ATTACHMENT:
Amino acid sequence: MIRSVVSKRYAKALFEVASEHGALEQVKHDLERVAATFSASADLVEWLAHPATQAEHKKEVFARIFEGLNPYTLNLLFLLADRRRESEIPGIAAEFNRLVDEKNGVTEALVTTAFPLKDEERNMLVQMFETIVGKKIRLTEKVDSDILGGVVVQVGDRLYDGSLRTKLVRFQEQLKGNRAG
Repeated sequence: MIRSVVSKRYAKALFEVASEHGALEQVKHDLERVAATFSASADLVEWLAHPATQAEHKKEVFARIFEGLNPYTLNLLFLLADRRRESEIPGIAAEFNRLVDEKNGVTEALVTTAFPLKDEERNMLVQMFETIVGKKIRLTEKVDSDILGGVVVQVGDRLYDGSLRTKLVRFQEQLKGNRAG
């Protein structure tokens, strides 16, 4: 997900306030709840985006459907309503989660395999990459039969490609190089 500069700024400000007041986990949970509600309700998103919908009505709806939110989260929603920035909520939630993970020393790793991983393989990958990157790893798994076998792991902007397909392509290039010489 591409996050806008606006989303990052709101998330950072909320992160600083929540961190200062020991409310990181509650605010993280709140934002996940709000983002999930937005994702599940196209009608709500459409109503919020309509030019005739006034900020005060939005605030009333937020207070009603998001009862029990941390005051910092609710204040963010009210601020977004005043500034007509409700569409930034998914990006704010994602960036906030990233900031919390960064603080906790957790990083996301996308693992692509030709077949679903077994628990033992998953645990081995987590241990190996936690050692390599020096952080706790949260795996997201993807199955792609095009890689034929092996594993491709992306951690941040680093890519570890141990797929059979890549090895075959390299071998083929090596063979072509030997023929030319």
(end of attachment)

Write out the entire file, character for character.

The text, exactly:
Amino acid sequence: MIRSVVSKRYAKALFEVASEHGALEQVKHDLERVAATFSASADLVEWLAHPATQAEHKKEVFARIFEGLNPYTLNLLFLLADRRRESEIPGIAAEFNRLVDEKNGVTEALVTTAFPLKDEERNMLVQMFETIVGKKIRLTEKVDSDILGGVVVQVGDRLYDGSLRTKLVRFQEQLKGNRAG
Repeated sequence: MIRSVVSKRYAKALFEVASEHGALEQVKHDLERVAATFSASADLVEWLAHPATQAEHKKEVFARIFEGLNPYTLNLLFLLADRRRESEIPGIAAEFNRLVDEKNGVTEALVTTAFPLKDEERNMLVQMFETIVGKKIRLTEKVDSDILGGVVVQVGDRLYDGSLRTKLVRFQEQLKGNRAG
């Protein structure tokens, strides 16, 4: 997900306030709840985006459907309503989660395999990459039969490609190089 500069700024400000007041986990949970509600309700998103919908009505709806939110989260929603920035909520939630993970020393790793991983393989990958990157790893798994076998792991902007397909392509290039010489 591409996050806008606006989303990052709101998330950072909320992160600083929540961190200062020991409310990181509650605010993280709140934002996940709000983002999930937005994702599940196209009608709500459409109503919020309509030019005739006034900020005060939005605030009333937020207070009603998001009862029990941390005051910092609710204040963010009210601020977004005043500034007509409700569409930034998914990006704010994602960036906030990233900031919390960064603080906790957790990083996301996308693992692509030709077949679903077994628990033992998953645990081995987590241990190996936690050692390599020096952080706790949260795996997201993807199955792609095009890689034929092996594993491709992306951690941040680093890519570890141990797929059979890549090895075959390299071998083929090596063979072509030997023929030319």